Bertuchi F.R.,Federal University of ABC | Bourgeon D.M.G.,International Center for Research and Education | Landemberger M.C.,International Center for Research and Education | Martins V.R.,International Center for Research and Education | Cerchiaro G.,Federal University of ABC
Biochemical and Biophysical Research Communications | Year: 2012

The PrP C protein, which is especially present in the cellular membrane of nervous system cells, has been extensively studied for its controversial antioxidant activity. In this study, we elucidated the free radical scavenger activity of purified murine PrP C in solution and its participation as a cell protector in astrocytes that were subjected to treatment with an oxidant. In vitro and using an EPR spin-trapping technique, we observed that PrP C decreased the oxidation of the DMPO trap in a Fenton reaction system (Cu 2+/ascorbate/H 2O 2), which was demonstrated by approximately 70% less DMPO/OH . In cultured PrP C-knockout astrocytes from mice, the absence of PrP C caused an increase in intracellular ROS (reactive oxygen species) generation during the first 3h of H 2O 2 treatment. This rapid increase in ROS disrupted the cell cycle in the PrP C-knockout astrocytes, which increased the population of cells in the sub-G1 phase when compared with cultured wild-type astrocytes. We conclude that PrP C in solution acts as a radical scavenger, and in astrocytes, it is essential for protection from oxidative stress caused by an external chemical agent, which is a likely condition in human neurodegenerative CNS disorders and pathological conditions such as ischemia. © 2011 Elsevier Inc.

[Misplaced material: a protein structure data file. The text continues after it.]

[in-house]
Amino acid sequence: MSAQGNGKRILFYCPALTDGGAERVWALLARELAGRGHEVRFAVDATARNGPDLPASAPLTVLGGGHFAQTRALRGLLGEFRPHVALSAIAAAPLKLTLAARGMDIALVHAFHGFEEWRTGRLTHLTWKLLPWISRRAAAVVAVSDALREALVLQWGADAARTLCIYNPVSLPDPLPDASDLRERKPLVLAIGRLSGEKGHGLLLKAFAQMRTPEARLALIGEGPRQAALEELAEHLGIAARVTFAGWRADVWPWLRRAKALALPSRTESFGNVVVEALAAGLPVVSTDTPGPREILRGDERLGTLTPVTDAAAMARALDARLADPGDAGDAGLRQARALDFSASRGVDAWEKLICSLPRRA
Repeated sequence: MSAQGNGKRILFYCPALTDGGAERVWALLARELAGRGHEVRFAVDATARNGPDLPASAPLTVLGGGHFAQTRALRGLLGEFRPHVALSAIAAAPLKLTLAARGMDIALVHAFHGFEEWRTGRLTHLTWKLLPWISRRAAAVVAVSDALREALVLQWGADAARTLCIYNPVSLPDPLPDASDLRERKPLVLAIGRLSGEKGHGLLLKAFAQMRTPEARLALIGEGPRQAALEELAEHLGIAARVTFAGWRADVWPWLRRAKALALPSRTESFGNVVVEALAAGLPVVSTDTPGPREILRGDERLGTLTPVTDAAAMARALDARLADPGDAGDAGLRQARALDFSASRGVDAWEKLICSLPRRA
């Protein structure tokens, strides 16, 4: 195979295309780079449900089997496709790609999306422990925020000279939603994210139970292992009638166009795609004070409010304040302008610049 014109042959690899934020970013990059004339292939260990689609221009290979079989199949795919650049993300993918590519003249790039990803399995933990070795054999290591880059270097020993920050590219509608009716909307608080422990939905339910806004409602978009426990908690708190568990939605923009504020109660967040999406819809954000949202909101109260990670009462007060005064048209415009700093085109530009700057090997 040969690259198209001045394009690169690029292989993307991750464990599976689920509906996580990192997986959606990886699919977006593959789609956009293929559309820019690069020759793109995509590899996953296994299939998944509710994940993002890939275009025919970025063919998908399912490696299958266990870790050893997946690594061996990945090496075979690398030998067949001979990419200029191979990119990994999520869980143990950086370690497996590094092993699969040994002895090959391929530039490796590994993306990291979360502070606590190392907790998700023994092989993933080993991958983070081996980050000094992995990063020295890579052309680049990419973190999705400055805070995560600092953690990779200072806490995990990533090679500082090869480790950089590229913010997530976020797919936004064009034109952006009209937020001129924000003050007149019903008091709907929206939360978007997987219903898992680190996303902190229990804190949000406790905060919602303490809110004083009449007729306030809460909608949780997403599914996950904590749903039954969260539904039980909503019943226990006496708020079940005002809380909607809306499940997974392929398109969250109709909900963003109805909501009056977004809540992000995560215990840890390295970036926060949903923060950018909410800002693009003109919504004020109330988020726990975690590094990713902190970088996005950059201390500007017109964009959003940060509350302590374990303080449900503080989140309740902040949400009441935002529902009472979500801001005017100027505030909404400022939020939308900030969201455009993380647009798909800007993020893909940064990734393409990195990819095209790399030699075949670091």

Discover hidden collaborations